them for one year when, in fact, each one was equivalent to three men for one year.
In the circular alluded to Mr. Whiting says the design of Congress "was to equalize the burden of furnishing soldiers, as far as possible, among the several loyal States. To attain this result the statute directs the President to take into consideration the numbers of volunteers and militia furnished by and from the several States and the period of their service since the commencement of the present rebellion." Also, he says, "It is obvious that the number of men and the period of their service must both be taken as elements of calculations in order to ascertain the total amount of service performed by the soldiers of a given State."
And again, in the opinion found in the circular of August 1, 1864, in treating of the same matters, he says: "But if one district shall fill its quota with one-year's men, and if another district shall fill its quota with three-years" men, the amounts of service of these districts will not be equal. On making up quotas under a new call, one of these districts should be credited with three times the amount of service which should be credited to the other, and the quota of the deficient district should be increased, or the quota of the district furnishing the three-years" men should be diminished, accordingly under such new call," and "that district which furnishes three-years" men now gains at once in its account with the Provost-Marshal-General the same benefit on the quota of the next draft as though it had furnished three times as many men for one year's service."
Now, under the act of Congress and these circulars, I desire to be informed whether Illinois is not entitled, under the proclamation of December 19, 1864, to be credited with 35,875 men on account of the second year of these men who have enlisted for three years, and I respectfully submit the justness of the claim on the part of Illinois to the same.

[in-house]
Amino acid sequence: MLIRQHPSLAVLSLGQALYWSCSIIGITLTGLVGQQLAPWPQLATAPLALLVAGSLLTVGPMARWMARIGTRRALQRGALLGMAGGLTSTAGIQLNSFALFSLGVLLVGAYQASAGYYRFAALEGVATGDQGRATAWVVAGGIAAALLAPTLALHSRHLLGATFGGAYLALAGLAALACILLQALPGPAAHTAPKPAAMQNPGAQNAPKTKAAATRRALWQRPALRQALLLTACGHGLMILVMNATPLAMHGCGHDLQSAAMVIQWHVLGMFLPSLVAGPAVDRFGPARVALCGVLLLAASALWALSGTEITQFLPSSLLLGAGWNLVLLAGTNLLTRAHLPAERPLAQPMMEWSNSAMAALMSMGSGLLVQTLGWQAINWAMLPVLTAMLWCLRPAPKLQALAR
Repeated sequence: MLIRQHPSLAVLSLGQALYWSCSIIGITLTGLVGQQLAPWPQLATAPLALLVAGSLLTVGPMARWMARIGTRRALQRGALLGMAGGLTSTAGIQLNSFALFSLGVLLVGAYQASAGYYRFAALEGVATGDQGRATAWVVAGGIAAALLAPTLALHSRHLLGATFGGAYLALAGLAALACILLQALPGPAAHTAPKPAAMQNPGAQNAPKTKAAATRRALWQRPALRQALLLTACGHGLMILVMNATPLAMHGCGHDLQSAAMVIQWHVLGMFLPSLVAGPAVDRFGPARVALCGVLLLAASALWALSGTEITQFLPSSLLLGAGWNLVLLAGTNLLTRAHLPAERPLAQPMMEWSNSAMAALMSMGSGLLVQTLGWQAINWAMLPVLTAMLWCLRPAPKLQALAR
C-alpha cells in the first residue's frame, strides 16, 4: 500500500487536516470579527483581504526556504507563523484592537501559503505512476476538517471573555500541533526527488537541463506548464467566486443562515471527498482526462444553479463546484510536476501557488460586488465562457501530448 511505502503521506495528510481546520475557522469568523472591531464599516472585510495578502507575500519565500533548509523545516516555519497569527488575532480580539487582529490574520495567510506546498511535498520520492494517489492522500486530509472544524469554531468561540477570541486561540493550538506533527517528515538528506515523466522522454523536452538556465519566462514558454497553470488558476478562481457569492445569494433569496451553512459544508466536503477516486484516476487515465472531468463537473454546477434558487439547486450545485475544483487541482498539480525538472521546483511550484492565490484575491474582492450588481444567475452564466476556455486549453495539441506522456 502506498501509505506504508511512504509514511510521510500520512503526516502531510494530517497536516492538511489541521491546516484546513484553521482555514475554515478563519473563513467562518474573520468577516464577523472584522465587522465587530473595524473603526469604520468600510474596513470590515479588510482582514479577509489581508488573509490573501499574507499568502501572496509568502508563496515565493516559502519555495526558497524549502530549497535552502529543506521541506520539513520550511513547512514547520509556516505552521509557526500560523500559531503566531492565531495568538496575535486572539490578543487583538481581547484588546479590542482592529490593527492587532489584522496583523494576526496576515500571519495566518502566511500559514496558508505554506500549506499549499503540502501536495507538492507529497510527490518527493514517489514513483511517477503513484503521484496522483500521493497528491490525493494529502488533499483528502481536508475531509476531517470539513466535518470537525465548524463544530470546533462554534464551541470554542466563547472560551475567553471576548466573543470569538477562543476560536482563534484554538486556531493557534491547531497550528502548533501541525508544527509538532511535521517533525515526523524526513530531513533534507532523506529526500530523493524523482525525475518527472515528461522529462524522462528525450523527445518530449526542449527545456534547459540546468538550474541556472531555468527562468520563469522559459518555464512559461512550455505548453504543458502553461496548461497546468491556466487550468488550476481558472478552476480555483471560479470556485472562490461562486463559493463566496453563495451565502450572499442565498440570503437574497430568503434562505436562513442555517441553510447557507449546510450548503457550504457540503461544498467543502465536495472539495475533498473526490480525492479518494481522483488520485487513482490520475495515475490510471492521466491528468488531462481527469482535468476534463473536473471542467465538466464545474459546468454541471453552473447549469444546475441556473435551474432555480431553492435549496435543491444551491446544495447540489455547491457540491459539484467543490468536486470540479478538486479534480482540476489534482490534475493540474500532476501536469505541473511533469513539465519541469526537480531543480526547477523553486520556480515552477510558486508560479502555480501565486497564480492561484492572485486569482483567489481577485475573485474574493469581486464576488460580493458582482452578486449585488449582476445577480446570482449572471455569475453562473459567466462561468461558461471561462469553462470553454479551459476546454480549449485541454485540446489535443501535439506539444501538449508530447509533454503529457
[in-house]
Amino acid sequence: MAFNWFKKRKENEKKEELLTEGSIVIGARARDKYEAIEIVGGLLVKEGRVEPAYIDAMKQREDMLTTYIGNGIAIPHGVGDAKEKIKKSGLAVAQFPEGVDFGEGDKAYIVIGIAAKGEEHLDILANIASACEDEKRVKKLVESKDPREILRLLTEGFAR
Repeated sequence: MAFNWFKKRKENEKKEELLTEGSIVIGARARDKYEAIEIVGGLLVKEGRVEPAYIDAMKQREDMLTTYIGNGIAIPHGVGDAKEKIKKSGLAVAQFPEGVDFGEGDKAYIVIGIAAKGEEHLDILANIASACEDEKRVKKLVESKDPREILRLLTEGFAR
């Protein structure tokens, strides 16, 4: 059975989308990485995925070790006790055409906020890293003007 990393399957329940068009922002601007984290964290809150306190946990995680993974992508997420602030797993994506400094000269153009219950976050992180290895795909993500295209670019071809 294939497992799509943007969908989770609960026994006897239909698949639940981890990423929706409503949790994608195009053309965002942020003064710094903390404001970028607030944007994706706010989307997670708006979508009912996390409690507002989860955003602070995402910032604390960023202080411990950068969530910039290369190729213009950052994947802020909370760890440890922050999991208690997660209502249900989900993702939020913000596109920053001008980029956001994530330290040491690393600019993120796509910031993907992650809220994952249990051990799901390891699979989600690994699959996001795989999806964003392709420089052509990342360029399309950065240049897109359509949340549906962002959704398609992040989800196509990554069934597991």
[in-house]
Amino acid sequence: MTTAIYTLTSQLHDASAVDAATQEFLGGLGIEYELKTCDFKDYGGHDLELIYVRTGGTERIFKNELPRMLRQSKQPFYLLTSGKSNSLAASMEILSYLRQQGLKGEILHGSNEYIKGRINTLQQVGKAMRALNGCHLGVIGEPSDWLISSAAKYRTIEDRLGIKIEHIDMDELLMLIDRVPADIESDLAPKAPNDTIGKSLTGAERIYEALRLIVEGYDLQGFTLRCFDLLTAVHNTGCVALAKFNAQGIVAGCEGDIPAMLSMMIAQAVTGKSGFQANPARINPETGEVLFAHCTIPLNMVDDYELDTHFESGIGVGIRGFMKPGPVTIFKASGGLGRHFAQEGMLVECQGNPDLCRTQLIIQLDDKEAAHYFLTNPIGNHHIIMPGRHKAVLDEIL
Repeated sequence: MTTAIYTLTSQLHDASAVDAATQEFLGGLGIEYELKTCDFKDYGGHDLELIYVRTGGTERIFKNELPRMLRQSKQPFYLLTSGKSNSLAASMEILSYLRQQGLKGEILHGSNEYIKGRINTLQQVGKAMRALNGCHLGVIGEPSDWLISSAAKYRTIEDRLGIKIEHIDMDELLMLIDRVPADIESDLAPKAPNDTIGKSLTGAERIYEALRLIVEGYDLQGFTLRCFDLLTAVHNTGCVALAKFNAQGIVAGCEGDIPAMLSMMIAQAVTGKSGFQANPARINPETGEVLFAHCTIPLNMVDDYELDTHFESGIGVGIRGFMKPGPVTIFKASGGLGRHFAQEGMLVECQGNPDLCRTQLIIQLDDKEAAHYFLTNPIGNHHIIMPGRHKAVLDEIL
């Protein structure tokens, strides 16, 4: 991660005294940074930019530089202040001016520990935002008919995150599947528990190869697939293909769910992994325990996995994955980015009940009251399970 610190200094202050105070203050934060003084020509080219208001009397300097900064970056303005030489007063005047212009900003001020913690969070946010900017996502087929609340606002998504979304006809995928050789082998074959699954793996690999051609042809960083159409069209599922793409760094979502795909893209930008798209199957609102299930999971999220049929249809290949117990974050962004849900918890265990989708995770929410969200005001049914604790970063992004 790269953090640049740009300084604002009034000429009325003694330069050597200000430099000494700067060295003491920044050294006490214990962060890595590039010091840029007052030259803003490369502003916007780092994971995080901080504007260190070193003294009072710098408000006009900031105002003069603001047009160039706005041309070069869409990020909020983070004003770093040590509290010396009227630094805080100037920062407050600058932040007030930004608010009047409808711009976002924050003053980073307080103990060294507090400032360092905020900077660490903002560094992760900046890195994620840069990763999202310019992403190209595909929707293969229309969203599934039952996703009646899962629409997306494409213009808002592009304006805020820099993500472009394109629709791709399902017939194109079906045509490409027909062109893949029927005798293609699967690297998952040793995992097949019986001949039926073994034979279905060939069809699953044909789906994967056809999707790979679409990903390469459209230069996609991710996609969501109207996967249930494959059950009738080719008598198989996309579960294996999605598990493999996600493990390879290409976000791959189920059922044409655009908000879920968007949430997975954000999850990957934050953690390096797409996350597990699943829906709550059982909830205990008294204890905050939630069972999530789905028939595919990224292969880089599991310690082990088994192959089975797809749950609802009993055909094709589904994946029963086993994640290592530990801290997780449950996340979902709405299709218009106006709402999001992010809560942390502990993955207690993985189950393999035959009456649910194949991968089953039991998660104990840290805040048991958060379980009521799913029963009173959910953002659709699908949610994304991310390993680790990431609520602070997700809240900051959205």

By reference to the circular of General Fry of January 2, 1865, you will, however, see that the 300,000 called for by the proclamation of December 19, 1864, is not to be reduced by enlistments made before the 19th ultimo, but only by "actual enlistments since that date."
This order, therefore, as it seems, not only destroys the right of Illinois to have her credit for the second year of these 35,875, but also for all those who enlisted after the credits (under the drafts of August 5, 1864) were made up, and before the 19th of December, 1864. In other words, it seems to be insisted (if General Fry's Circular Numbers 1 is to be understood in one sense) that the terms of the act of Congress of July 4, 1864, may be made to cut off as against the present call all enlistments made before the call of December 19, 1864, although they may not be credited against any quota heretofore fixed upon the State. If this be the construction insisted upon, I respectfully submit that it will operate with great injustice upon this State. What I desire in this (and this is all I claim), that Illinois shall have credit under some quota for all the men actually enlisted, taking as the "elements of calculation" the number of men and the period of their service. I avail myself of the visit of the Honorable Richard Yates, late Governor of Illinois and U. S. Senator-elect, to Washington to have this matter brought to your notice. Governor Yates is familiar with the whole subject, and if explanation is needed will be without doubt pleased to render any that may be asked.
I am, sir, very respectfully, your obedient servant,
RICHARD J. OGLESBY,